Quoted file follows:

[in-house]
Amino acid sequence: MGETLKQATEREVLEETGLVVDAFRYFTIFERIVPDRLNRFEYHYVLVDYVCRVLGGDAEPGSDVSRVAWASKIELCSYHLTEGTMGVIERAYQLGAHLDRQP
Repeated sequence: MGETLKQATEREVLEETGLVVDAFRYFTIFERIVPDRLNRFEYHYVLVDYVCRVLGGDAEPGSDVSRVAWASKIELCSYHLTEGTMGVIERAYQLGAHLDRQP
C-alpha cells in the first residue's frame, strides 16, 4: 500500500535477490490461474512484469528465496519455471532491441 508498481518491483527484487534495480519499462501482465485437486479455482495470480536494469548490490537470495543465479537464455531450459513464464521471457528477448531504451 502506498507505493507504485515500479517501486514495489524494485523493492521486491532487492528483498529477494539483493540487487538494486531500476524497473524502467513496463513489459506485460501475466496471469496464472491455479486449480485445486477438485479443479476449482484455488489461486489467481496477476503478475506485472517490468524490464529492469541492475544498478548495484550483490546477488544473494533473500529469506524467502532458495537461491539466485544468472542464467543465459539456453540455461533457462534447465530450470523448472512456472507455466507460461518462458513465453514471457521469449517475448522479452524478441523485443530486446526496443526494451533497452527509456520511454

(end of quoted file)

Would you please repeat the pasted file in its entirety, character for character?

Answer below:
[in-house]
Amino acid sequence: MGETLKQATEREVLEETGLVVDAFRYFTIFERIVPDRLNRFEYHYVLVDYVCRVLGGDAEPGSDVSRVAWASKIELCSYHLTEGTMGVIERAYQLGAHLDRQP
Repeated sequence: MGETLKQATEREVLEETGLVVDAFRYFTIFERIVPDRLNRFEYHYVLVDYVCRVLGGDAEPGSDVSRVAWASKIELCSYHLTEGTMGVIERAYQLGAHLDRQP
C-alpha cells in the first residue's frame, strides 16, 4: 500500500535477490490461474512484469528465496519455471532491441 508498481518491483527484487534495480519499462501482465485437486479455482495470480536494469548490490537470495543465479537464455531450459513464464521471457528477448531504451 502506498507505493507504485515500479517501486514495489524494485523493492521486491532487492528483498529477494539483493540487487538494486531500476524497473524502467513496463513489459506485460501475466496471469496464472491455479486449480485445486477438485479443479476449482484455488489461486489467481496477476503478475506485472517490468524490464529492469541492475544498478548495484550483490546477488544473494533473500529469506524467502532458495537461491539466485544468472542464467543465459539456453540455461533457462534447465530450470523448472512456472507455466507460461518462458513465453514471457521469449517475448522479452524478441523485443530486446526496443526494451533497452527509456520511454